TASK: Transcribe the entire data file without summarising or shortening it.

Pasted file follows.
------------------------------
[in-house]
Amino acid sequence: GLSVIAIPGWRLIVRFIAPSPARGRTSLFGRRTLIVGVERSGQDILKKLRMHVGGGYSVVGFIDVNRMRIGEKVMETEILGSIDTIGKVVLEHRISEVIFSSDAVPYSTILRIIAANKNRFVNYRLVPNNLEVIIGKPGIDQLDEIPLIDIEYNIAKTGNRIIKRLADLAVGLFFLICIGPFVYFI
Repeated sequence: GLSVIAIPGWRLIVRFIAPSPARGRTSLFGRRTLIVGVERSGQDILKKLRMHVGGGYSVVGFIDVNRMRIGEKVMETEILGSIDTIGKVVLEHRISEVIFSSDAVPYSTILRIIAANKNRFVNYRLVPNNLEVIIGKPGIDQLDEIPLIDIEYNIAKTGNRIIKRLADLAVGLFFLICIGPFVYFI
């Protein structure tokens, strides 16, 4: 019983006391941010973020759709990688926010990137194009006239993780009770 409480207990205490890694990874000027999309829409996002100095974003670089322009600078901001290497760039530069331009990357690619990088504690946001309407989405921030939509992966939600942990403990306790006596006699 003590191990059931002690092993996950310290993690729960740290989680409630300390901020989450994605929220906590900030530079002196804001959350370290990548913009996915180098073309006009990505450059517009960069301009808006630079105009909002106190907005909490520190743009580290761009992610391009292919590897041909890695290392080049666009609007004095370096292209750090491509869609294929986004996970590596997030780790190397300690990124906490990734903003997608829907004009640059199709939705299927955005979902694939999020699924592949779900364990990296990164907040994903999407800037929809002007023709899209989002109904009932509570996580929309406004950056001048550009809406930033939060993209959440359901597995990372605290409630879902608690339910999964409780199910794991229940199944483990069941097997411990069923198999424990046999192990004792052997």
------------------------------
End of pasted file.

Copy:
[in-house]
Amino acid sequence: GLSVIAIPGWRLIVRFIAPSPARGRTSLFGRRTLIVGVERSGQDILKKLRMHVGGGYSVVGFIDVNRMRIGEKVMETEILGSIDTIGKVVLEHRISEVIFSSDAVPYSTILRIIAANKNRFVNYRLVPNNLEVIIGKPGIDQLDEIPLIDIEYNIAKTGNRIIKRLADLAVGLFFLICIGPFVYFI
Repeated sequence: GLSVIAIPGWRLIVRFIAPSPARGRTSLFGRRTLIVGVERSGQDILKKLRMHVGGGYSVVGFIDVNRMRIGEKVMETEILGSIDTIGKVVLEHRISEVIFSSDAVPYSTILRIIAANKNRFVNYRLVPNNLEVIIGKPGIDQLDEIPLIDIEYNIAKTGNRIIKRLADLAVGLFFLICIGPFVYFI
């Protein structure tokens, strides 16, 4: 019983006391941010973020759709990688926010990137194009006239993780009770 409480207990205490890694990874000027999309829409996002100095974003670089322009600078901001290497760039530069331009990357690619990088504690946001309407989405921030939509992966939600942990403990306790006596006699 003590191990059931002690092993996950310290993690729960740290989680409630300390901020989450994605929220906590900030530079002196804001959350370290990548913009996915180098073309006009990505450059517009960069301009808006630079105009909002106190907005909490520190743009580290761009992610391009292919590897041909890695290392080049666009609007004095370096292209750090491509869609294929986004996970590596997030780790190397300690990124906490990734903003997608829907004009640059199709939705299927955005979902694939999020699924592949779900364990990296990164907040994903999407800037929809002007023709899209989002109904009932509570996580929309406004950056001048550009809406930033939060993209959440359901597995990372605290409630879902608690339910999964409780199910794991229940199944483990069941097997411990069923198999424990046999192990004792052997």